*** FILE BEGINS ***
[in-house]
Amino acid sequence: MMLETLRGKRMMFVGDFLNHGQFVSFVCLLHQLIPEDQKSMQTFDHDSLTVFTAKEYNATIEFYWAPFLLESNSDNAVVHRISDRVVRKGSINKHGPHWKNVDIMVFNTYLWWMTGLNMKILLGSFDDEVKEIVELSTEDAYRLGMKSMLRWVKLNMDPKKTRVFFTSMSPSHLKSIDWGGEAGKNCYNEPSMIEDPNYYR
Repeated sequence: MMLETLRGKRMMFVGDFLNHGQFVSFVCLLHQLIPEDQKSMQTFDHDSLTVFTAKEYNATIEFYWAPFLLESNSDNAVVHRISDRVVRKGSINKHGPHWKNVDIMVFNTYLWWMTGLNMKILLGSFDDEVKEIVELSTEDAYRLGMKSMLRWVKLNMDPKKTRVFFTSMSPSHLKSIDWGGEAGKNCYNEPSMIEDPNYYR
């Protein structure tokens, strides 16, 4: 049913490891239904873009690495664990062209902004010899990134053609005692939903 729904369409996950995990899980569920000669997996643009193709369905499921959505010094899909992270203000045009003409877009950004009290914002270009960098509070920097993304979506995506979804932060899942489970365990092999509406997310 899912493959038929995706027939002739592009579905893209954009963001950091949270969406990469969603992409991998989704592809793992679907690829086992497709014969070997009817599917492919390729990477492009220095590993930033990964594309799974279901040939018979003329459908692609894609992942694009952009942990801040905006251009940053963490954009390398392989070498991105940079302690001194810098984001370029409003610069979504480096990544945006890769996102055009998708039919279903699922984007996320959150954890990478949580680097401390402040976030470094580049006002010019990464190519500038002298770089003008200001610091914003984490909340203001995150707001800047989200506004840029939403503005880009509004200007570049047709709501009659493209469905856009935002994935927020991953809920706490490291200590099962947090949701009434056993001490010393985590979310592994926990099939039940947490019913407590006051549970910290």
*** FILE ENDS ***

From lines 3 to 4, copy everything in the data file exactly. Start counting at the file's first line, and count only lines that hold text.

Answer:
Repeated sequence: MMLETLRGKRMMFVGDFLNHGQFVSFVCLLHQLIPEDQKSMQTFDHDSLTVFTAKEYNATIEFYWAPFLLESNSDNAVVHRISDRVVRKGSINKHGPHWKNVDIMVFNTYLWWMTGLNMKILLGSFDDEVKEIVELSTEDAYRLGMKSMLRWVKLNMDPKKTRVFFTSMSPSHLKSIDWGGEAGKNCYNEPSMIEDPNYYR
């Protein structure tokens, strides 16, 4: 049913490891239904873009690495664990062209902004010899990134053609005692939903 729904369409996950995990899980569920000669997996643009193709369905499921959505010094899909992270203000045009003409877009950004009290914002270009960098509070920097993304979506995506979804932060899942489970365990092999509406997310 899912493959038929995706027939002739592009579905893209954009963001950091949270969406990469969603992409991998989704592809793992679907690829086992497709014969070997009817599917492919390729990477492009220095590993930033990964594309799974279901040939018979003329459908692609894609992942694009952009942990801040905006251009940053963490954009390398392989070498991105940079302690001194810098984001370029409003610069979504480096990544945006890769996102055009998708039919279903699922984007996320959150954890990478949580680097401390402040976030470094580049006002010019990464190519500038002298770089003008200001610091914003984490909340203001995150707001800047989200506004840029939403503005880009509004200007570049047709709501009659493209469905856009935002994935927020991953809920706490490291200590099962947090949701009434056993001490010393985590979310592994926990099939039940947490019913407590006051549970910290």